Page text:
Nearly a million more people were advised to leave their homes after the country's weather agency raised the alert to its highest level for parts of northern Kyushu.
The emergency warning is issued "if there is a significant likelihood of catastrophes".
Officials confirmed two deaths, one in western Saga prefecture where a man was found in a car that had been swept away. A second man died in Fukuoka as he tried to escape from a car trapped in rising floodwaters.
Government spokesman Yoshihide Suga said a third person, in Saga, was in a state of "cardiorespiratory arrest" -- a term usually used by Japanese officials to indicate a person's death before it is officially confirmed by a doctor.
"There are many reports of damage in different areas due to flooding of rivers, landslides, and submerged houses, and there is a possibility of serious damage occurring in the coming hours," Suga added.
Evacuation orders and advisories issued by local authorities are not mandatory, although officials urge residents to heed them.
The fire and disaster management agency said it had already received multiple reports of flooded houses in Saga and Nagasaki prefectures.
"We are seeing unprecedented levels of heavy rains in cities where we issued special warnings," a spokesman for the Japan Meteorological Agency told reporters.
"It is a situation where you should do your best to protect your lives," weather agency official Yasushi Kajiwara said.
He also urged those living in areas currently under evacuation advisories to act quickly.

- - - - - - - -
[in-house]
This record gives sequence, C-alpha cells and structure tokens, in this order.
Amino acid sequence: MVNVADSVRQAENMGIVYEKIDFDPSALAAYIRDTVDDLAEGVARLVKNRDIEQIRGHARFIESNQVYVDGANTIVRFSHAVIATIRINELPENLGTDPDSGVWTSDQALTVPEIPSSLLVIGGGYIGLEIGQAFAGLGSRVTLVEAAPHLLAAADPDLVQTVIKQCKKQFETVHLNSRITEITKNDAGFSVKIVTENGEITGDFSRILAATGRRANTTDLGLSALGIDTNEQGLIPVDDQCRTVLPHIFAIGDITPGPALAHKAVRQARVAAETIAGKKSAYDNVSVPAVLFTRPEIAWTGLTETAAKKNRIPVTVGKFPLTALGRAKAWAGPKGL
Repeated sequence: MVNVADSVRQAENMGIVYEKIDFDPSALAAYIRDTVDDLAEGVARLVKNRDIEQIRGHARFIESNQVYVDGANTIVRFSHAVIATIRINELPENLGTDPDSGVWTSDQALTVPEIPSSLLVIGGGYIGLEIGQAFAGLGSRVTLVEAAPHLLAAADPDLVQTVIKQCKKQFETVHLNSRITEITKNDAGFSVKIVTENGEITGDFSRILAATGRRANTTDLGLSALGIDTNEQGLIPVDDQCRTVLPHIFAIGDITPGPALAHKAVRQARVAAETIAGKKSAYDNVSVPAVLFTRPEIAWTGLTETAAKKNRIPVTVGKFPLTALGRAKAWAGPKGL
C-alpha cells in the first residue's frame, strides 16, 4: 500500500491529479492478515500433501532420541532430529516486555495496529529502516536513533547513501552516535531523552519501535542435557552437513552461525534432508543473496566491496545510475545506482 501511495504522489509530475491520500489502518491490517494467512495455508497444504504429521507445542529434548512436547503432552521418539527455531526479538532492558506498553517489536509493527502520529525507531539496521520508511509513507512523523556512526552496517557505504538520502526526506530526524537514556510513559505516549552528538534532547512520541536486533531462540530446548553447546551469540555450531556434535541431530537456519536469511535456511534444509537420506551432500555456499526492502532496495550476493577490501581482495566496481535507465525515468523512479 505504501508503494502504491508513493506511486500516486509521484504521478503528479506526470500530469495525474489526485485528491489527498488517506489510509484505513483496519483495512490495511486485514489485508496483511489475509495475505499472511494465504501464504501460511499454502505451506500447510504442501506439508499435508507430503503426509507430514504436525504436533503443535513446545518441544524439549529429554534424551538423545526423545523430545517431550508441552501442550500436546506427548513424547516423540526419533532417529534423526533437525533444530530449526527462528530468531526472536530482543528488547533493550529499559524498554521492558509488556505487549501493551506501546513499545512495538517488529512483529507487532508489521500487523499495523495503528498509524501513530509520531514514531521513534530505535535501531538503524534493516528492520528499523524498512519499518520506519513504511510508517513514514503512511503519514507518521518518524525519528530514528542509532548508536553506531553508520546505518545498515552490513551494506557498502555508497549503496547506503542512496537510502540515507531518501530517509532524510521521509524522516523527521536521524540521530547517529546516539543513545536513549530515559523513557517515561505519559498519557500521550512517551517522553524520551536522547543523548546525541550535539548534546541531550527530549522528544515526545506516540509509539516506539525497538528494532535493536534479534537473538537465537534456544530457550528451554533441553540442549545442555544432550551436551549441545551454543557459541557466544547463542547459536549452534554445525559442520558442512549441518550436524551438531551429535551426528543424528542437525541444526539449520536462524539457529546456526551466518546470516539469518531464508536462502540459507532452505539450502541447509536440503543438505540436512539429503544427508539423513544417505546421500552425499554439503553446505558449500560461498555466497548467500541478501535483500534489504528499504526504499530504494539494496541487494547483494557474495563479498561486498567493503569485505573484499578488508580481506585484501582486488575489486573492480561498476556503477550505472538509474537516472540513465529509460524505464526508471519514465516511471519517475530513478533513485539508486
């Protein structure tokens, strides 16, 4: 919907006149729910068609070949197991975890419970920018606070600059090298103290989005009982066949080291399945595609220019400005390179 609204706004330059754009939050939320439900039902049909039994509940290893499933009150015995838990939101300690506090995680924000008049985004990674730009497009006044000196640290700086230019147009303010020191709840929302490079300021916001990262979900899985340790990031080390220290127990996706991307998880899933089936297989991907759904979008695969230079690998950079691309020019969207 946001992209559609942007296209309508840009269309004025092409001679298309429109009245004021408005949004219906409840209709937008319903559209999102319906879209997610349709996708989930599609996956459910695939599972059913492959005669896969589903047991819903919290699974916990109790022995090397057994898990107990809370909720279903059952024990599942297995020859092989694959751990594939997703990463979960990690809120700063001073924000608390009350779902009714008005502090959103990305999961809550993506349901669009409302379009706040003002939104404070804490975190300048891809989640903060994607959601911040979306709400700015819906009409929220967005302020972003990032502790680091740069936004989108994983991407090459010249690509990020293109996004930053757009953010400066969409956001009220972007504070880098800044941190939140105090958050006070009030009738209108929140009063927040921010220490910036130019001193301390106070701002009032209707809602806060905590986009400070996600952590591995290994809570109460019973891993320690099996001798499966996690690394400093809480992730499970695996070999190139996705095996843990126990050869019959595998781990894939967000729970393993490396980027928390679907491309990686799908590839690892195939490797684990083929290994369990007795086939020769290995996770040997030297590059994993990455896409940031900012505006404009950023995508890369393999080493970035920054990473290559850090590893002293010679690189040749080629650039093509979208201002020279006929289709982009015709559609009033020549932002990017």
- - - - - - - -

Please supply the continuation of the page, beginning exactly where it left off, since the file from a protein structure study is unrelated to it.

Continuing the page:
"Please don't wait," he said.
The JMA's emergency warnings affect areas in Saga, Fukuoka and Nagasaki, where the severe weather has also disrupted transport, forcing the suspension of some train services and some road closures.
Television footage showed rivers swollen by the rain and parked cars sitting in muddy brown water nearly up to the vehicles' roofs.
Small landslides have already been reported.
At a station in Saga, stranded passengers sat on benches with water around their ankles.
Japanese authorities regularly urge people to take evacuation orders seriously, particularly after disastrous heavy rains last summer in Japan's west killed more than 200 people.
Many of the deaths were blamed on the fact that evacuation orders were issued too late and some people failed to follow them. Entire neighbourhoods were buried beneath landslides or submerged in floodwaters during the disasters.